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The Cologne Post 1921 - 1929

Cologne Post 1921 Army Post Office S.40
A GB postal stationery newspaper wrapper postmarked Army Post Office S.40 28 05 21
with handstamped COLOGNE POST, addressed to Nelson, New Zealand.

The Cologne Post  Newspaper Wrapper
Postmarked Army Post Office, date unreadable.
GB KGV ½d  postal stationery newspaper wrapper overprinted THE COLOGNE POST and  THE RHINE ARMY DAILY NEWSPAPER

The Cologne Post 1929 Newspaper Wrapper
Postmarked Army Post Office S.40, 12 June 1929.
Newspaper wrapper overprinted The Cologne Post and Wiesbaden Times, franked ˝d KGV green

Army Post Office S40 was established in Cologne in 1919 to provide postal support for the first British Army of the Rhine (BAOR). When the British Army withdrew from Germany in 1929 the Army Post Office was closed.

On 31 March 1919 the first issue of a daily newspaper for British Armed Forces in Germany was published. The Times newspaper reported on this event as follows
This morning was published the first number of the Cologne Post, a daily paper “published by (and primarily for) the Army of the Rhine" at the price of 20 pfennigs, or rather less than a penny. It is to appear every day except Monday, and it will be a great addition to the life of our men in the occupied territory, and doubtless also of the troops in Belgium and France.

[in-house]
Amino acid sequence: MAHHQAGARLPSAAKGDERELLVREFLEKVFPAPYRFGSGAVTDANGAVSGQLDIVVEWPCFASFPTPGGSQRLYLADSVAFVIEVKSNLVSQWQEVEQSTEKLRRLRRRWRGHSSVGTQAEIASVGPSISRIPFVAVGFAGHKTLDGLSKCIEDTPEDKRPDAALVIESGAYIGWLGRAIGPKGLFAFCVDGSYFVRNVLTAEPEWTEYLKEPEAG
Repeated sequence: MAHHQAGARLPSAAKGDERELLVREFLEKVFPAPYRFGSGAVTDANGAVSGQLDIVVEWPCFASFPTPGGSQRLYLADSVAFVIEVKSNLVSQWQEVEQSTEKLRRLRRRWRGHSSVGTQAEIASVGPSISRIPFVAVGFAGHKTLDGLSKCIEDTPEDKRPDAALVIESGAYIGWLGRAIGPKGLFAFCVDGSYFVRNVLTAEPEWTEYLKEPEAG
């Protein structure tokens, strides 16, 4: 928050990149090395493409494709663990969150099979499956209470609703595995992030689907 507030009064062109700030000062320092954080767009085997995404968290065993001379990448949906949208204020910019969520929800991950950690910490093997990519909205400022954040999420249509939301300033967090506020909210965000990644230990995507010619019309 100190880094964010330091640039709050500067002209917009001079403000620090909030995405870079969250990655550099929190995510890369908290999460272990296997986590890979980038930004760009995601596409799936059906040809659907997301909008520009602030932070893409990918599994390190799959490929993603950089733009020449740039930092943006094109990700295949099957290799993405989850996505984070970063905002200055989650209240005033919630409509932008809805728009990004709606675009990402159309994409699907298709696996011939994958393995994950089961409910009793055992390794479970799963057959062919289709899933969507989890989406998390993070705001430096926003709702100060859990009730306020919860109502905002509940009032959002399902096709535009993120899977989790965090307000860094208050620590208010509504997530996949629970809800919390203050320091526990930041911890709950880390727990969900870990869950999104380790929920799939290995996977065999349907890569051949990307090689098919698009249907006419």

To-day's issue consists of four pages, and it has a refreshingly English look about it. The front page consists chiefly of political and personal news, and comment on subjects of the day, such as the Danzig difficulty, Bolshevism, and the League of Nations. The third page is devoted to sport at home and in the Army of the Rhine, and on the back page there is a useful map showing the British advances from August 8 to November 11.

The title of the leading article is "Why We are Here."

We are here in Cologne, the writer reminds his readers, because the British Army took a big share in the fighting by which the Allies brought the German and Austrian combination to its knees. We are here to enforce on the aggressors the terms which justice demands. He points out that it was the enemy Military Headquarters, including Hindenburg and Ludendorff, and not Berlin, which insisted that an armistice must be concluded at once. "Lest we forget " is, in fact, the main motif of his argument. “To wish to live on good terms with our surroundings," he writes, "is a natural human feeling, and there is no need for discourtesy, still less for truculence, but there is need to remember."
The newspaper, the Cologne Post, continued to be published till 17 January 1926. The name of the paper was then changed and from 28 January 1926 till 3 November 1929 it was published as The Cologne Post and Wiesbaden Times. When British troops were sent to Upper Silesia an Upper Silesian edition was published in Opole (Oppeln) between 17 June 1921 and 6 August 1921.

Very little information appears to be available about this newspaper. What little I have managed to gather is as follows

In an obituary for William Edward Rolston (Royal Astronomical Society, Report of the Council to the 102nd AGM, in February 1922) the following is stated:-